Shafted|City leaves VTR partners flapping in the breeze

Published 12:00 am Sunday, October 26, 2008

It’s a good thing shifting political winds don’t actually create atmospheric turbulence. If so, landing a plane at either Vicksburg Municipal or Vicksburg Tallulah Regional airport would be a disaster in the making.

Subtly at first, but with growing enthusiasm, the crew now on duty at City Hall has decided to reinvigorate the city-owned air strip on U.S. 61 South. In the process, the mayor and aldermen have shafted — or are in the process of shafting — Warren County, Madison Parish and Tallulah, their partners in ownership of VTR.

Behind-the-scenes maneuvering has led to the older airport becoming eligible for federal funds once again — and an allocation of nearly $300,000 was announced by U.S. Rep. Bennie Thompson, D-Miss, last week. The city is also spending millions of federal and local dollars on a new fire station and terminal building at Vicksburg Municipal and has hired a consultant to guide improvements. Mayor Laurence Leyens has bold plans for Vicksburg Municipal’s future, that may well bear big dividends for the city.

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Meanwhile, at what may be a rather tension-filled meeting, the four owners of VTR, at Mound, La., are to huddle to talk about that facility’s future.

Specifically, the city is saying it wants any renewal of the existing ownership agreement to be shorter than the agreement expiring in December. Problem is, a shorter term would render VTR ineligible for Federal Aviation Administration money.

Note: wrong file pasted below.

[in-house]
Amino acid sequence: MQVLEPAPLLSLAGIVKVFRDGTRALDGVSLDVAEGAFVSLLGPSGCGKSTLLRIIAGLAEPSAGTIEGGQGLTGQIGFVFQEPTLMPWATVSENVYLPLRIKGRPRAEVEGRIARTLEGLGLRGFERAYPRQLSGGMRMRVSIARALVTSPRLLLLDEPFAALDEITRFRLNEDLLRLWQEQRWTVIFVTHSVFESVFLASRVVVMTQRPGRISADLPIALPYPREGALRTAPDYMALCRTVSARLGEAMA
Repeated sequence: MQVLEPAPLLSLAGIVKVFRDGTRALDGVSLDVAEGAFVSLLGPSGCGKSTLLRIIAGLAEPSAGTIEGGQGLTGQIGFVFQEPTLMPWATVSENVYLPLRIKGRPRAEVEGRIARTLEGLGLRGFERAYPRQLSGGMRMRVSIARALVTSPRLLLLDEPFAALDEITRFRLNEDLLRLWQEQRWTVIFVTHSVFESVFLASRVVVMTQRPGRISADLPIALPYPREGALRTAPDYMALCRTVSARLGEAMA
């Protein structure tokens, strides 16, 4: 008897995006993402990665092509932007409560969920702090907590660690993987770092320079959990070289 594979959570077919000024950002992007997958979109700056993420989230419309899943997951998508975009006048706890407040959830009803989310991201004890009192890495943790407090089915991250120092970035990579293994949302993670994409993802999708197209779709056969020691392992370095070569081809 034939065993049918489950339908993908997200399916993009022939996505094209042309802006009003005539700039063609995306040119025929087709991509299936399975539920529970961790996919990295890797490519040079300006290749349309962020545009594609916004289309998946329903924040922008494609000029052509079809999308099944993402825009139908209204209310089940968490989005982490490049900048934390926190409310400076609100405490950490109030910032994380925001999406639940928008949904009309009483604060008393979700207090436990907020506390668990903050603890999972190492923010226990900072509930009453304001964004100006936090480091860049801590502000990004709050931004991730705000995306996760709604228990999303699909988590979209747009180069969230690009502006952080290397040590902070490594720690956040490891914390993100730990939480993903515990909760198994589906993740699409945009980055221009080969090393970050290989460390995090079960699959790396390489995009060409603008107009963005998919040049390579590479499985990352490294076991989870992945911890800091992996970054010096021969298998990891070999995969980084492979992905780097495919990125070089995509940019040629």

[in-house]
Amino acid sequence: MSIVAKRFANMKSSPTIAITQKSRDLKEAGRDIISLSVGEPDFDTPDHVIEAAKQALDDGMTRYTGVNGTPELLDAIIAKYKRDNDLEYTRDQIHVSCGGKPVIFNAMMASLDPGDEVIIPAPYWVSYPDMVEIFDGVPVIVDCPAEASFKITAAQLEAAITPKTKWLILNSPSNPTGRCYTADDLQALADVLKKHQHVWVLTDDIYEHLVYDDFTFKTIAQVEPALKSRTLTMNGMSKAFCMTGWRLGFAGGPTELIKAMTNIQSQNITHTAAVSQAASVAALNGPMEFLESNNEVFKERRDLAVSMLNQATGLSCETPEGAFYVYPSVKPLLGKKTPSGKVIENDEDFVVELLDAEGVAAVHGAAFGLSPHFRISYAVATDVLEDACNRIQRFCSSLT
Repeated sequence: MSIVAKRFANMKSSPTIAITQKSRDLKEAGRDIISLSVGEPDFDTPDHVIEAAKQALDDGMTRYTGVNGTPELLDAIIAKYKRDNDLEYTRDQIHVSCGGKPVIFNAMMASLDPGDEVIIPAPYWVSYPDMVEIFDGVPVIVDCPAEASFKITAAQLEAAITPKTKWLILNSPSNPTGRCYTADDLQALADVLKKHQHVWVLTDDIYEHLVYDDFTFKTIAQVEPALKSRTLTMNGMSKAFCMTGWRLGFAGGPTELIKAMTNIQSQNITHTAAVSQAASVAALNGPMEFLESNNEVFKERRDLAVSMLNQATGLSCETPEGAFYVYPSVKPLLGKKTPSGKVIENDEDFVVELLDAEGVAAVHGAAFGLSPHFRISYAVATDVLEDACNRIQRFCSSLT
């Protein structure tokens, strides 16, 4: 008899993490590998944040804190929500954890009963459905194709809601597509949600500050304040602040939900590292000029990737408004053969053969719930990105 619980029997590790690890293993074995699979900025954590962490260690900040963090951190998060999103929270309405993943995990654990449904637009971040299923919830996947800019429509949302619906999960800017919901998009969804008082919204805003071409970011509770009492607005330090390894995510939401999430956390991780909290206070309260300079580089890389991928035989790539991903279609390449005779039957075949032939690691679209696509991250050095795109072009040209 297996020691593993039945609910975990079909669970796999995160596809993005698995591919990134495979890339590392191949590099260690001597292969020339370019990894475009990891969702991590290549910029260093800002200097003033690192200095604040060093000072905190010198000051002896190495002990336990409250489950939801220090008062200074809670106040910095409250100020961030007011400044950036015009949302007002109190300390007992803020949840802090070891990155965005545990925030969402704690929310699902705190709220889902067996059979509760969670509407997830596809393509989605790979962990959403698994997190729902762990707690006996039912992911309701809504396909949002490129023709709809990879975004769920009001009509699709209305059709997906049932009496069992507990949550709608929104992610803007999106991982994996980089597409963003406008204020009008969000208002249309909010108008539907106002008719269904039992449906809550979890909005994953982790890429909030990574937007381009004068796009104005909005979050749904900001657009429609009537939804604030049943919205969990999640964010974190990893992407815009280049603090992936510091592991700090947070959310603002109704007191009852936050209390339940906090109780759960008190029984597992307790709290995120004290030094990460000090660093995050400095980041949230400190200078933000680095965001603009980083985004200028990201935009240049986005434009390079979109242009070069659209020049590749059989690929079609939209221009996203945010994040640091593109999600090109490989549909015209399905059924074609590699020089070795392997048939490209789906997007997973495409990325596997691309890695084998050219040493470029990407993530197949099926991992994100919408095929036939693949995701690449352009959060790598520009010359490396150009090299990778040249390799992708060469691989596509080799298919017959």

Pretty crafty, huh?

Most residents could not care less about either facility. Local airports are important to the Corps of Engineers, business and industry. The general population doesn’t care if we have an airport at all.

But we note the price we pay for officials’ whims.

VTR was the darling of local elected officials from 1983. When it opened in 1993, there were bold plans for its future, too. But times changed. Even though a $4 million upgrade to include a parallel taxiway and instrument landing system is under way at VTR, the Louisiana airport is about to be orphaned by one of the four owners.

The work there, along with construction of VTR, has come at very little local cost — hence “free” in the minds of local politicians who persist in the myth that federal money is not real money. It seems clear enough (and has for decades) that taxpayers — local, state or federal — should not be expected to pay for two full-service civil aviation facilities eight air miles from each other.

Political winds shift. That’s what they do. No reason to expect otherwise.

And the people keep paying.